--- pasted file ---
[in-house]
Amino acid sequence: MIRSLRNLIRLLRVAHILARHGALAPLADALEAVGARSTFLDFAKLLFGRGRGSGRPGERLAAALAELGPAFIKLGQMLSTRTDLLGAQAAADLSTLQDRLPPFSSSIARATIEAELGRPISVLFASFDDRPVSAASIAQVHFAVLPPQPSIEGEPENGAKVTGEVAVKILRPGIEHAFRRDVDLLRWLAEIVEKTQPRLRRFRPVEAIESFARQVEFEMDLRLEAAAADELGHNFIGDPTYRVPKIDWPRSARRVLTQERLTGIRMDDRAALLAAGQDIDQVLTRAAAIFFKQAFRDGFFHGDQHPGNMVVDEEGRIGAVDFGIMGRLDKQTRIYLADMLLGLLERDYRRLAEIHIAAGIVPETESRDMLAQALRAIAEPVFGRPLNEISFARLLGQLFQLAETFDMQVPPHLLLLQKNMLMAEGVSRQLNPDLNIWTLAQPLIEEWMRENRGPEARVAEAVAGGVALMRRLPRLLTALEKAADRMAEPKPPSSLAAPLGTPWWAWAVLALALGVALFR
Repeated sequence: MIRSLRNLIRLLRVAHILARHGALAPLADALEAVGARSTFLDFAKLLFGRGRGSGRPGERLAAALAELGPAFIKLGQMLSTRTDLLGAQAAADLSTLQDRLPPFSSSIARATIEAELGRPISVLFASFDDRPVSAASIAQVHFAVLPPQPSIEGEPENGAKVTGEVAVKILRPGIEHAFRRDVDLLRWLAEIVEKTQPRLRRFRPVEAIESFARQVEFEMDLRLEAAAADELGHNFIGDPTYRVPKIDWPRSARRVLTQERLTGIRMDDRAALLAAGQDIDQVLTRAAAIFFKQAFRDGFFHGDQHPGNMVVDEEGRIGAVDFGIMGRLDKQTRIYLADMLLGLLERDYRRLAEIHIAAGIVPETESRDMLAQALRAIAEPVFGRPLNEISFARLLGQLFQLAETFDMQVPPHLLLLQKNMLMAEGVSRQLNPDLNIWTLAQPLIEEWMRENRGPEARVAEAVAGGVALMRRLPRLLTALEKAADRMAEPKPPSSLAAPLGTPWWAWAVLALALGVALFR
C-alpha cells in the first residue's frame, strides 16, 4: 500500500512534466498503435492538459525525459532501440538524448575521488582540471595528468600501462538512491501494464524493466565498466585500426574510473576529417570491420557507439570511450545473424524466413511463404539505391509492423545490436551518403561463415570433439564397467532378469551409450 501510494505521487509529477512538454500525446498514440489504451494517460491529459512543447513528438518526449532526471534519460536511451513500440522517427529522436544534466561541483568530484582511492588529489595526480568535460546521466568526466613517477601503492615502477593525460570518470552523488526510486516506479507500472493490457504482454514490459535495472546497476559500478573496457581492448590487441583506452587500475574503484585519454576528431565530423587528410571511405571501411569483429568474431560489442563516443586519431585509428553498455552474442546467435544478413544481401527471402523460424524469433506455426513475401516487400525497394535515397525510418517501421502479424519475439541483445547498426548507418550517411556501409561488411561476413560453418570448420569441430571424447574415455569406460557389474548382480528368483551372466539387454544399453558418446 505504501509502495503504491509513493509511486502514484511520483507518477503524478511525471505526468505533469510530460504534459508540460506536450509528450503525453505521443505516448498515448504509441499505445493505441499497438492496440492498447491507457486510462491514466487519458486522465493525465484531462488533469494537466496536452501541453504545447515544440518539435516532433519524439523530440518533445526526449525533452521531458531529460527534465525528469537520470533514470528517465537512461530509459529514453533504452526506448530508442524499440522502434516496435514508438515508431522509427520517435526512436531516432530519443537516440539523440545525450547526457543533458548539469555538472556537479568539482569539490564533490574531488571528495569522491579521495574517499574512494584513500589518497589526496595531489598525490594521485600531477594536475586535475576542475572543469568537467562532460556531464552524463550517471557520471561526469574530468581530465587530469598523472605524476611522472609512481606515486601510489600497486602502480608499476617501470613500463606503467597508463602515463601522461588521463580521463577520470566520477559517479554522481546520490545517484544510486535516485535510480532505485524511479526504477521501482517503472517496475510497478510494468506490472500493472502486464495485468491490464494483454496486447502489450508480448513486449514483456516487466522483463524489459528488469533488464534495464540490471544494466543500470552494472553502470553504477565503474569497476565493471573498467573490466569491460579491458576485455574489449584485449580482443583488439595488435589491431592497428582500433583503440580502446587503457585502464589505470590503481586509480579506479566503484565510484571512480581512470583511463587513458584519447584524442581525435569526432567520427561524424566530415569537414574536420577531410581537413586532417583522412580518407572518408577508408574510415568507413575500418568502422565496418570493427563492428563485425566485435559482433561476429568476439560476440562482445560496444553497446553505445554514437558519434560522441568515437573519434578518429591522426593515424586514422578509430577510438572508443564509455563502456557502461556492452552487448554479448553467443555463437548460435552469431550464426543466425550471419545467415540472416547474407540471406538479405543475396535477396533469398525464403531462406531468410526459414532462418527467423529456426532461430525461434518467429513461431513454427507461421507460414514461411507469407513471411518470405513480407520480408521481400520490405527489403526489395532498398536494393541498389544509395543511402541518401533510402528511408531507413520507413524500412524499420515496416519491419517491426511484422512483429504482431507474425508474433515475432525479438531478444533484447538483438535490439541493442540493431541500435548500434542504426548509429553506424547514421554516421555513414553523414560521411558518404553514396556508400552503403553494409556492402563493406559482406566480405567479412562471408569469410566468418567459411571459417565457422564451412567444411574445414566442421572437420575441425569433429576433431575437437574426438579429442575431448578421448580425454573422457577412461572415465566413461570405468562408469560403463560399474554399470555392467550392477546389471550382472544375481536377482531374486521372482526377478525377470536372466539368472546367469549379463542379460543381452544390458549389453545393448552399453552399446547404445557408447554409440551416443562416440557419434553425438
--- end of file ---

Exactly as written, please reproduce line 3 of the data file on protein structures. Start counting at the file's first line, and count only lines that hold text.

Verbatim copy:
Repeated sequence: MIRSLRNLIRLLRVAHILARHGALAPLADALEAVGARSTFLDFAKLLFGRGRGSGRPGERLAAALAELGPAFIKLGQMLSTRTDLLGAQAAADLSTLQDRLPPFSSSIARATIEAELGRPISVLFASFDDRPVSAASIAQVHFAVLPPQPSIEGEPENGAKVTGEVAVKILRPGIEHAFRRDVDLLRWLAEIVEKTQPRLRRFRPVEAIESFARQVEFEMDLRLEAAAADELGHNFIGDPTYRVPKIDWPRSARRVLTQERLTGIRMDDRAALLAAGQDIDQVLTRAAAIFFKQAFRDGFFHGDQHPGNMVVDEEGRIGAVDFGIMGRLDKQTRIYLADMLLGLLERDYRRLAEIHIAAGIVPETESRDMLAQALRAIAEPVFGRPLNEISFARLLGQLFQLAETFDMQVPPHLLLLQKNMLMAEGVSRQLNPDLNIWTLAQPLIEEWMRENRGPEARVAEAVAGGVALMRRLPRLLTALEKAADRMAEPKPPSSLAAPLGTPWWAWAVLALALGVALFR